(approx. 0.2 miles away); America's 1st Attempt at Civil War Reunification (approx. 1.3 miles away); Mitchell Demonstrates Air Power (approx. 5 miles away); Paukenschlag (approx. 10.1 miles away); Life at the Light (approx. 10.4 miles away). Touch for a list and map of all markers in Hatteras.
 
Additional comments.
1.
On Thursday August 25, 2011 there was a dedication of a Civil War Historic Marker at the Graveyard of the Atlantic Museum in honor of “Hotel De Afrique”, supposedly the first safe haven for runaway slaves in the North Carolina as stated on the memorial.

On closer examination, neither the Carolina Country article or the marker gave a true account of actually events. Even the New York Times of January 29, 1862 reported that the fugitives were “very expert boatmen, and are very useful (to Northern troops) in pulling about the inlet and working along the shore.” The article gave the impression that Northern troops and run away slaves lived in harmony.

However, barely one month later the 48th Pennsylvania Regiment suffered one of its saddest and
Hotel de Afrique Marker image. Click for full size.
By Mike Wintermantel, August 16, 2011
4. Hotel de Afrique Marker
darkest days in its honored past.

According to regiment reports, on March 11, 1962 Colonel James Nagle sent six companies to reinforce Ambrose Burnside and board the steamer George Peabody. The steamer was aground and the men found themselves inundated with whiskey dealers who were crowding the waterways. Many of the soldiers got drunk and soon fighting broke out among the regiment. However, around midnight, some of the men from Company C broke into the “Hotel De Afrique” and savagely attacked the former slaves. The soldiers attacked the referees with bayonets and Knives cutting several very severely. “Old Gallaway (Colonel Nagle’s) Coulered servant, having bin in for the night, received a Cut in the stomach which will undoubtedly prove fatal. A Contraband had a finger Cut off, the sinew of his left hand Cut” (Captain James Wren’s Civil War Diary, Berkeley Books, 1990).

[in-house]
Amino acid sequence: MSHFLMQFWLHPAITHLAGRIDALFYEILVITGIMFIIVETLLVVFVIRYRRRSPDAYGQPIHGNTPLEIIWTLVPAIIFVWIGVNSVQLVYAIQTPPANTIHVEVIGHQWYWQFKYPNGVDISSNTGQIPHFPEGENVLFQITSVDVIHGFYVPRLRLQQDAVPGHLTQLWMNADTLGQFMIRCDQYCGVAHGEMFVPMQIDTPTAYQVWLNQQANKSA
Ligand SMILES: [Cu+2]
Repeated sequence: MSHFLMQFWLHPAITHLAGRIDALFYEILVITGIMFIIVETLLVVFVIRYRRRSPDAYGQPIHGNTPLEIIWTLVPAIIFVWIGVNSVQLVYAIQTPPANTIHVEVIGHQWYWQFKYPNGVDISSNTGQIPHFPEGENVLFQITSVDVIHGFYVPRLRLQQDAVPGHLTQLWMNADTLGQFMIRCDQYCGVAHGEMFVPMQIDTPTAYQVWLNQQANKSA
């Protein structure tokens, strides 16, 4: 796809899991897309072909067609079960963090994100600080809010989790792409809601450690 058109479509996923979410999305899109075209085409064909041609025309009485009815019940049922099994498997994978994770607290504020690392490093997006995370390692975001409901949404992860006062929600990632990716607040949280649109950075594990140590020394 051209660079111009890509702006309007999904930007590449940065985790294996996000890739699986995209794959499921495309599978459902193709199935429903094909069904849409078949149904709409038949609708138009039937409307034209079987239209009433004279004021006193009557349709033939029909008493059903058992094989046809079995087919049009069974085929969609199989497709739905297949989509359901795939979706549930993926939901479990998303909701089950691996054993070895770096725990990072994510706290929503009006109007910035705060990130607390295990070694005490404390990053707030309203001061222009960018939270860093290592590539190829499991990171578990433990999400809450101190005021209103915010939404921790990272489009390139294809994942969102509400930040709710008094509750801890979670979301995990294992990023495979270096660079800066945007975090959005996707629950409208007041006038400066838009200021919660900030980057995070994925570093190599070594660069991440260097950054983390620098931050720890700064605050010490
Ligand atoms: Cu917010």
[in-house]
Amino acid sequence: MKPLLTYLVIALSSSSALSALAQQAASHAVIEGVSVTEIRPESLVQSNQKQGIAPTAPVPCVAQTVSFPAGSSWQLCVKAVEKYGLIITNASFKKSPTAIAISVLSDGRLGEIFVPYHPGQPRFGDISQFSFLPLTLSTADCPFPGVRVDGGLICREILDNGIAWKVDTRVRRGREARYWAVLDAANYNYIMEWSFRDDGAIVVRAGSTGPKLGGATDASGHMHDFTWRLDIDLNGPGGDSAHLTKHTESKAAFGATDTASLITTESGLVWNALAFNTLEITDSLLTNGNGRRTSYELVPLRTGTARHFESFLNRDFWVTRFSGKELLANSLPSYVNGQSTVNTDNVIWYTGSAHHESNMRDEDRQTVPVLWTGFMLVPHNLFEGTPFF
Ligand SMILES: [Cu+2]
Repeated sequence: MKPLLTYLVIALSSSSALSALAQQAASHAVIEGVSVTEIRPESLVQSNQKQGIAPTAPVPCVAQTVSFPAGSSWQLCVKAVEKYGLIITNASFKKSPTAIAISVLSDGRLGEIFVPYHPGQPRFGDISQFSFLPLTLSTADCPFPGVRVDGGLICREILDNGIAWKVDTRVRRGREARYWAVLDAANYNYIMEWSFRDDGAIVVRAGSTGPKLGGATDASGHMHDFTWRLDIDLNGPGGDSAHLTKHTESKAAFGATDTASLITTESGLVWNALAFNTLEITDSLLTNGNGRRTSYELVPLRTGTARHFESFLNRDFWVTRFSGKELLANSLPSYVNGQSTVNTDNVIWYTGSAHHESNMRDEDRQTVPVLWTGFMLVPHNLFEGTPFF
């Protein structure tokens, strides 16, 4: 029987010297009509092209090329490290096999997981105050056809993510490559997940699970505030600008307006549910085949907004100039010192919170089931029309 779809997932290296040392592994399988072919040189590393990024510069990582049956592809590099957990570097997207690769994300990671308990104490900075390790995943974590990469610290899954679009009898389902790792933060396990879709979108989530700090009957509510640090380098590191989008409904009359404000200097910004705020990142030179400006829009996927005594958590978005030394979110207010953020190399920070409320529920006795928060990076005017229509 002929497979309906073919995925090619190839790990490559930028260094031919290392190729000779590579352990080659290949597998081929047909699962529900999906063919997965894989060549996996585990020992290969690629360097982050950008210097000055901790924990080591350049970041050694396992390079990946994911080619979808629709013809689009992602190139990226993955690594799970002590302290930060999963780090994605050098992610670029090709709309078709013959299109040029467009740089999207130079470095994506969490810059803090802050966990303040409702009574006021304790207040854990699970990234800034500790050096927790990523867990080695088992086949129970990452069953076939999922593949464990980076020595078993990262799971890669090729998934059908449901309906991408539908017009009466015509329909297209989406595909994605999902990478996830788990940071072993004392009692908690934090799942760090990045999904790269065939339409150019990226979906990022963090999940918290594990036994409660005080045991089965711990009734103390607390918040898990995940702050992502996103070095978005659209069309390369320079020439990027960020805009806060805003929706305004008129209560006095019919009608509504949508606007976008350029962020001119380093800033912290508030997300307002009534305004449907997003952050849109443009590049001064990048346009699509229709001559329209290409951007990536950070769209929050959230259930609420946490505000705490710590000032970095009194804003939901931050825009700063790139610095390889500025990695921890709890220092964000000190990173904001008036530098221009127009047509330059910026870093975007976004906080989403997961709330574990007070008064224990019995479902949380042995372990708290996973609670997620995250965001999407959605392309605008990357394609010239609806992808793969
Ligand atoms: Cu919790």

Gallaway died and the regiment received only a slight reprimand. The murderer or murderers were
never identified.

In conclusion, the article by Michael E.C. Gery, writer and editor for Carolina Country, and the researchers for the NC Historical Marker demonstrates that both took the February 15, 1862 Harper’s Weekly statement that Hotel De Afrique was the “first safe haven” for runaway slaves on face value. Perhaps they were safe from Ole master, but not safe from the drunken murderous Northern Army. Note To Editor only visible by Contributor and editor    
    — Submitted September 3, 2012, by Edd Charlton of Wadesboro, North Carolina.

 
Categories. African AmericansWar, US Civil
 
 
Credits. This page was last revised on June 16, 2016. This page originally submitted on August 18, 2011, by Mike Wintermantel of Pittsburgh, Pennsylvania. This page has been viewed 803 times since then and 46 times this year. Photos:   1. submitted on August 18, 2011, by Mike Wintermantel of Pittsburgh, Pennsylvania.   2. submitted on August 21, 2011, by Mike Wintermantel of Pittsburgh, Pennsylvania.   3. submitted on August 18, 2011, by Mike Wintermantel of Pittsburgh, Pennsylvania.   4. submitted on August 21, 2011, by Mike Wintermantel of Pittsburgh, Pennsylvania.